Dipping into IRA from late mom can be risky

Q My husband (and two young sons) and I are looking to buy a new home, and we have found one in a neighborhood with excellent schools. We are a one-income family. The house seems in good shape but it needs updating. The kitchen is all but unusable for anything but making soup and sandwiches. I make almost all of our own food, both baking and cooking, and bake all of our own bread -- so an updated and expanded kitchen is a necessity for me. We would have enough money to get into the home but not enough for a kitchen renovation. However, I have a beneficiary IRA from when my mom passed away a couple of years ago. Would it be worth taking a portion of it to make getting into this house possible?

MEG

A From a financial point of view, it's a good idea to let an inherited IRA compound as long as possible. That said, your lifestyle is important to you and your family. The kitchen renovation will definitely pay off psychologically and emotionally over time (as well as in healthier, lower-cost meals).

You could borrow money for the renovation and pay it off from your husband's future earnings. My concern is that with one income, a new house and a mortgage, that's a risky maneuver.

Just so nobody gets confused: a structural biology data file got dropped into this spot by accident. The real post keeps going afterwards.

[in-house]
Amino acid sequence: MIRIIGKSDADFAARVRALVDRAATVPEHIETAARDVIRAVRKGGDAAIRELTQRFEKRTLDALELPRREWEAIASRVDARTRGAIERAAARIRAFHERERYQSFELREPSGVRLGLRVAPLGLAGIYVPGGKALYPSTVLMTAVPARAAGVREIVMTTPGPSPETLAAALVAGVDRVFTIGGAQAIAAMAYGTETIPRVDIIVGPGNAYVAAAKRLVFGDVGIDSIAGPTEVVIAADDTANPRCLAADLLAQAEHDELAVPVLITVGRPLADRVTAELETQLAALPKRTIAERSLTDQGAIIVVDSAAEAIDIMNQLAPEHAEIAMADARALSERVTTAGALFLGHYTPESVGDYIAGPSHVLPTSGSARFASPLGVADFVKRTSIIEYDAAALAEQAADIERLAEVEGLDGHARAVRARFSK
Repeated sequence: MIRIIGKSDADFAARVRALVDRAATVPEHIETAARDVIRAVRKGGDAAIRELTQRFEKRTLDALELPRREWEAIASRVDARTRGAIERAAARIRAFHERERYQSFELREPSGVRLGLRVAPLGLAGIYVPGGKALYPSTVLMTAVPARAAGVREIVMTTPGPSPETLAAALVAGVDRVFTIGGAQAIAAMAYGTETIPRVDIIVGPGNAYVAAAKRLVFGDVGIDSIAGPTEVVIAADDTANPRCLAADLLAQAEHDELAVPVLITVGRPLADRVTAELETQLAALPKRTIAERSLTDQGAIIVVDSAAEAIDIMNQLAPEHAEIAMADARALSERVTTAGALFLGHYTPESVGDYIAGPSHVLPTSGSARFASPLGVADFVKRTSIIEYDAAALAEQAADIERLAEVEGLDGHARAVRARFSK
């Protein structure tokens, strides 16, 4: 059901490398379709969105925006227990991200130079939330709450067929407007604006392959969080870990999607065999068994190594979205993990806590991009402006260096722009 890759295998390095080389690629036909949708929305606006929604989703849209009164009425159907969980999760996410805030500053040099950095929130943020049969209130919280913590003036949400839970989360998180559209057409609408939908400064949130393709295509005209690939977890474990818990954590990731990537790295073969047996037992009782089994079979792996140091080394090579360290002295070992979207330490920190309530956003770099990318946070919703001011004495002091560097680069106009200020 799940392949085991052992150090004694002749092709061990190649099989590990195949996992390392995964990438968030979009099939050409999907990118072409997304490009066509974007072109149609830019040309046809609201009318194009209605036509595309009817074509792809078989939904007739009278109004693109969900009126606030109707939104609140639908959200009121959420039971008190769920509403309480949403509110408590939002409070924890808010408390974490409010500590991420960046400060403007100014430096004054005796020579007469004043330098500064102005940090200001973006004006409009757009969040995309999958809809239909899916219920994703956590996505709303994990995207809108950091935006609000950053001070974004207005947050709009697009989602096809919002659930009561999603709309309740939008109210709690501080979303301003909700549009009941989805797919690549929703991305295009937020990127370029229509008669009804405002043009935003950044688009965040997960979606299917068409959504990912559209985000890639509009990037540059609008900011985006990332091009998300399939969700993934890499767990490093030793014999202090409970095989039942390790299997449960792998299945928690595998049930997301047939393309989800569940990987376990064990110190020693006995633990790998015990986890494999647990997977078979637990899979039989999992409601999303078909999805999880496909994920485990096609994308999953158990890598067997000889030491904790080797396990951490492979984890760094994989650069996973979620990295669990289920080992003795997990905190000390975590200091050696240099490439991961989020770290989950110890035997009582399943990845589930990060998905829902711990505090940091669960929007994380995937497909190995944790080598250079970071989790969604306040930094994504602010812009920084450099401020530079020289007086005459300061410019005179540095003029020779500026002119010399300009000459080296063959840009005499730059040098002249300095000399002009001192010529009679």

Here's another way for you to decide whether to use the IRA money: What would your late mother think? Would she be pleased that you tapped into the inheritance this way or distressed that you didn't let a good chunk of the money compound longer? I'd honor her way of thinking with your decision. If you do go ahead with the remodeling, please make sure you get several bids, research the project carefully and keep the overall bill down.

My answer also assumes that you'll stay in the home for a long time. And that brings me to my main point: Please make sure the finances really work for you. A home is a lifestyle, too. "This is the true nature of home," said 19th-century art critic John Ruskin. "It is the place of peace; the shelter, not only from injury, but from all terror, doubt, and division."

What you don't want to do is add "financial stress" to that list of attributes. The real lesson of the past few years is to keep household finances conservative. Here are my principle guidelines for weighing the costs and benefits of homeownership:

•Compare the cost of owning versus renting.

•Buy only if the deal is financially conservative.

•Keep the financing simple.

•Smaller is both smart and socially sustainable.

•A home can make for a wonderful lifestyle if financed with a margin of safety. It's potentially disastrous for anyone who stretches their finances to own.

Chris Farrell is economics editor for "Marketplace Money." Send questions to cfarrell@mpr.org.

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